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Judges affirm 65-year murder sentence

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Nothing about the defendant’s “extremely violent character” merited the Indiana Court of Appeals to reduce his murder sentence, the appellate judges ruled Friday.

James Lee Paul was convicted and sentenced to 65 years for the murder of Charles Burns Jr.

Paul and Richard Wroten went to Burns’ home, where Paul beat the sleeping man in the head with a crowbar as many as 60 times. Paul had a feud with Burns’ father over Paul’s personal property.

After the murder, Paul and Wroten washed themselves up and Paul threatened Wroten not to call the cops. Later that night, Wroten told police about what happened and where they could find Paul. The police did not know which apartment was Paul’s, but saw him through an open apartment door, working on Burns’ bicycle. Police did not have a search warrant when they announced themselves, entered his apartment, and arrested Paul. After securing a search warrant, police confiscated the bicycle and a backpack containing bloody clothes and the murder weapon.

Paul claimed the trial court’s decision to not suppress the evidence violated the Fourth Amendment. The COA found the trial court didn’t abuse its discretion in admitting the evidence because the police found themselves in a situation where they saw Paul, whom they had probable cause to believe he just committed a vicious murder, while the police where standing on an exposed stairway.

“Not knowing whether Paul had a weapon and could cause them or tenants harm if they tried to retreat down the exposed stairway, the officers made the arrest. Furthermore, at the time the officers observed Paul from the stairs, he appeared to be tampering with Burns’ bicycle, which was a major piece of evidence in the case,” wrote Judge Carr Darden. “We cannot say that the trial court abused its discretion as the danger to the officers and tenants, coupled with the tampering of evidence, was an exigent circumstance that made it impracticable for the officers to obtain an arrest warrant before making the arrest.”

The judges declined to revise his sentence, citing Paul’s “gory act” of repeatedly beating Burns’ as he slept.

 

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  1. CCHP's real accomplishment is the 2015 law signed by Gov Pence that basically outlaws any annexation that is forced where a 65% majority of landowners in the affected area disagree. Regardless of whether HP wins or loses, the citizens of Indiana will not have another fiasco like this. The law Gov Pence signed is a direct result of this malgovernance.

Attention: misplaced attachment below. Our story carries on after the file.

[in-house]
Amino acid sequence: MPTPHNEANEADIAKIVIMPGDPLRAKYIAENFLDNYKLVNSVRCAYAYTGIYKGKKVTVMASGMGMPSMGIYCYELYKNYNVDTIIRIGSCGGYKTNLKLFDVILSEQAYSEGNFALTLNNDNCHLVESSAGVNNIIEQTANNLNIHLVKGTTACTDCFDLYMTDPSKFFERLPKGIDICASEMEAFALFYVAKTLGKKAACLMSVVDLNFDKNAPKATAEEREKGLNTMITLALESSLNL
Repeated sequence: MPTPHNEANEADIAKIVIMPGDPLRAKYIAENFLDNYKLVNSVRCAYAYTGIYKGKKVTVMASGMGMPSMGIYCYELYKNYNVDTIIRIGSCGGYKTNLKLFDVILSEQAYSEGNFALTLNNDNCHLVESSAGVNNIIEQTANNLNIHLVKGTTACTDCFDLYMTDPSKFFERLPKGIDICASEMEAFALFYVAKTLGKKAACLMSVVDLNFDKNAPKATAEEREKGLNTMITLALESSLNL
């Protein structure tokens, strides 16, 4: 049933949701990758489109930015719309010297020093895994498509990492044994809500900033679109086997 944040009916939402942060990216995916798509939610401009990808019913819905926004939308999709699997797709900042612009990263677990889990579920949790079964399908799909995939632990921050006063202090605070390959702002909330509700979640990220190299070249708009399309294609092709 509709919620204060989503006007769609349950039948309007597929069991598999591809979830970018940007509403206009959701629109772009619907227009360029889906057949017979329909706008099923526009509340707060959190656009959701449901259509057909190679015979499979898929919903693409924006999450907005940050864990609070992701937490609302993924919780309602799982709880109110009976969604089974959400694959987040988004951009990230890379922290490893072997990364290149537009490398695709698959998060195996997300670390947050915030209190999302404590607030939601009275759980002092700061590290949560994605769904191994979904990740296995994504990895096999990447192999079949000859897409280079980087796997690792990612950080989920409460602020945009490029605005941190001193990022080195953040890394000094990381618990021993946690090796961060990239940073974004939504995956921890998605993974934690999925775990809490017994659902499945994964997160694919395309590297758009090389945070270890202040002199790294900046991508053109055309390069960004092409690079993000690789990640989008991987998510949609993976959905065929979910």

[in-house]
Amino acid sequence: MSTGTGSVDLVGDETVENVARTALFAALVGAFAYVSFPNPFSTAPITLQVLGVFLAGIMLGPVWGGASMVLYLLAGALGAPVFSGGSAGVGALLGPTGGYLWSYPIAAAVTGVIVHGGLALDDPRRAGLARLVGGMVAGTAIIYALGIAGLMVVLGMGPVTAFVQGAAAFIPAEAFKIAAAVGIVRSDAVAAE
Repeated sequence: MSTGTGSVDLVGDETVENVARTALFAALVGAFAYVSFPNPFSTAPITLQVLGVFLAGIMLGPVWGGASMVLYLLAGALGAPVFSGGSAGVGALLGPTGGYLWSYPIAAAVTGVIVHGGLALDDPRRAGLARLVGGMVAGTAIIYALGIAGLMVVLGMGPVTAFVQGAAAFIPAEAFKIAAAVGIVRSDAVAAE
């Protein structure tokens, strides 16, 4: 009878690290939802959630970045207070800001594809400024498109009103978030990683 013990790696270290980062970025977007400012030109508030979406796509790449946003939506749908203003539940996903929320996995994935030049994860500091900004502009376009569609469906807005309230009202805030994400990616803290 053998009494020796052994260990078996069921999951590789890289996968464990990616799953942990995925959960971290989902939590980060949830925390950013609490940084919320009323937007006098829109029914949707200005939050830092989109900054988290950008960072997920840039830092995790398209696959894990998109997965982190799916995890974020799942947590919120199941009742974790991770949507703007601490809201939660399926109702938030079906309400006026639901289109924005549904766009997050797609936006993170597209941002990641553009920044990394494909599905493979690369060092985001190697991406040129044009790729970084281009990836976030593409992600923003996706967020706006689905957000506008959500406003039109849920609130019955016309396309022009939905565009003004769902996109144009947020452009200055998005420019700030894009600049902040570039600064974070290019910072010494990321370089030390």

2. I gave tempparry guardship to a friend of my granddaughter in 2012. I went to prison. I had custody. My daughter went to prison to. We are out. My daughter gave me custody but can get her back. She was not order to give me custody . but now we want granddaughter back from friend. She's 14 now. What rights do we have

  3. This sure is not what most who value good governance consider the Rule of Law to entail: "In a letter dated March 2, which Brizzi forwarded to IBJ, the commission dismissed the grievance “on grounds that there is not reasonable cause to believe that you are guilty of misconduct.”" Yet two month later reasonable cause does exist? (Or is the commission forging ahead, the need for reasonable belief be damned? -- A seeming violation of the Rules of Profession Ethics on the part of the commission) Could the rule of law theory cause one to believe that an explanation is in order? Could it be that Hoosier attorneys live under Imperial Law (which is also a t-word that rhymes with infamy) in which the Platonic guardians can do no wrong and never owe the plebeian class any explanation for their powerful actions. (Might makes it right?) Could this be a case of politics directing the commission, as celebrated IU Mauer Professor (the late) Patrick Baude warned was happening 20 years ago in his controversial (whisteblowing) ethics lecture on a quite similar topic: http://www.repository.law.indiana.edu/cgi/viewcontent.cgi?article=1498&context=ilj

  4. I have a case presently pending cert review before the SCOTUS that reveals just how Indiana regulates the bar. I have been denied licensure for life for holding the wrong views and questioning the grand inquisitors as to their duties as to state and federal constitutional due process. True story: https://www.scribd.com/doc/299040839/2016Petitionforcert-to-SCOTUS Shorter, Amici brief serving to frame issue as misuse of govt licensure: https://www.scribd.com/doc/312841269/Thomas-More-Society-Amicus-Brown-v-Ind-Bd-of-Law-Examiners

  5. Here's an idea...how about we MORE heavily regulate the law schools to reduce the surplus of graduates, driving starting salaries up for those new grads, so that we can all pay our insane amount of student loans off in a reasonable amount of time and then be able to afford to do pro bono & low-fee work? I've got friends in other industries, radiology for example, and their schools accept a very limited number of students so there will never be a glut of new grads and everyone's pay stays high. For example, my radiologist friend's school accepted just six new students per year.

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